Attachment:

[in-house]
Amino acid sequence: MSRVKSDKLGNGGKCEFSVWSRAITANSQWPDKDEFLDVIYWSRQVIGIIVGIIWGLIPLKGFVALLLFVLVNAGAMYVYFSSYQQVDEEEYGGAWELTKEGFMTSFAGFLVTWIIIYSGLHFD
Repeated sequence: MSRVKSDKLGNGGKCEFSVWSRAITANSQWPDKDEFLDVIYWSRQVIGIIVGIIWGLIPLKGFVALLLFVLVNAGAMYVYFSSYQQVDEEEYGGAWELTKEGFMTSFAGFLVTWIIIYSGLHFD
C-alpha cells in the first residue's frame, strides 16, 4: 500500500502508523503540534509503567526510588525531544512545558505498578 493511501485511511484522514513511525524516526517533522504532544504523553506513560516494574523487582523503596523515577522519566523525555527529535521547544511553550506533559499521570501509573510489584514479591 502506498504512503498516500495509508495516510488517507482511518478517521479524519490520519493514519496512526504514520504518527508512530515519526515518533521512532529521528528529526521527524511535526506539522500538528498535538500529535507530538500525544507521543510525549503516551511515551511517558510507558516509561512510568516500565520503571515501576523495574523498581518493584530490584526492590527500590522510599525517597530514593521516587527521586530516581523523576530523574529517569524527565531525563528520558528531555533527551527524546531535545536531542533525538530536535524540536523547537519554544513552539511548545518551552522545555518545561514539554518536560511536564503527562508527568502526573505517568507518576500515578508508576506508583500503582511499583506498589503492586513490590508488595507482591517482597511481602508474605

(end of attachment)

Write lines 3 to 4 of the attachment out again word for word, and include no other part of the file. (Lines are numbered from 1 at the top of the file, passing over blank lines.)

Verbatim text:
Repeated sequence: MSRVKSDKLGNGGKCEFSVWSRAITANSQWPDKDEFLDVIYWSRQVIGIIVGIIWGLIPLKGFVALLLFVLVNAGAMYVYFSSYQQVDEEEYGGAWELTKEGFMTSFAGFLVTWIIIYSGLHFD
C-alpha cells in the first residue's frame, strides 16, 4: 500500500502508523503540534509503567526510588525531544512545558505498578 493511501485511511484522514513511525524516526517533522504532544504523553506513560516494574523487582523503596523515577522519566523525555527529535521547544511553550506533559499521570501509573510489584514479591 502506498504512503498516500495509508495516510488517507482511518478517521479524519490520519493514519496512526504514520504518527508512530515519526515518533521512532529521528528529526521527524511535526506539522500538528498535538500529535507530538500525544507521543510525549503516551511515551511517558510507558516509561512510568516500565520503571515501576523495574523498581518493584530490584526492590527500590522510599525517597530514593521516587527521586530516581523523576530523574529517569524527565531525563528520558528531555533527551527524546531535545536531542533525538530536535524540536523547537519554544513552539511548545518551552522545555518545561514539554518536560511536564503527562508527568502526573505517568507518576500515578508508576506508583500503582511499583506498589503492586513490590508488595507482591517482597511481602508474605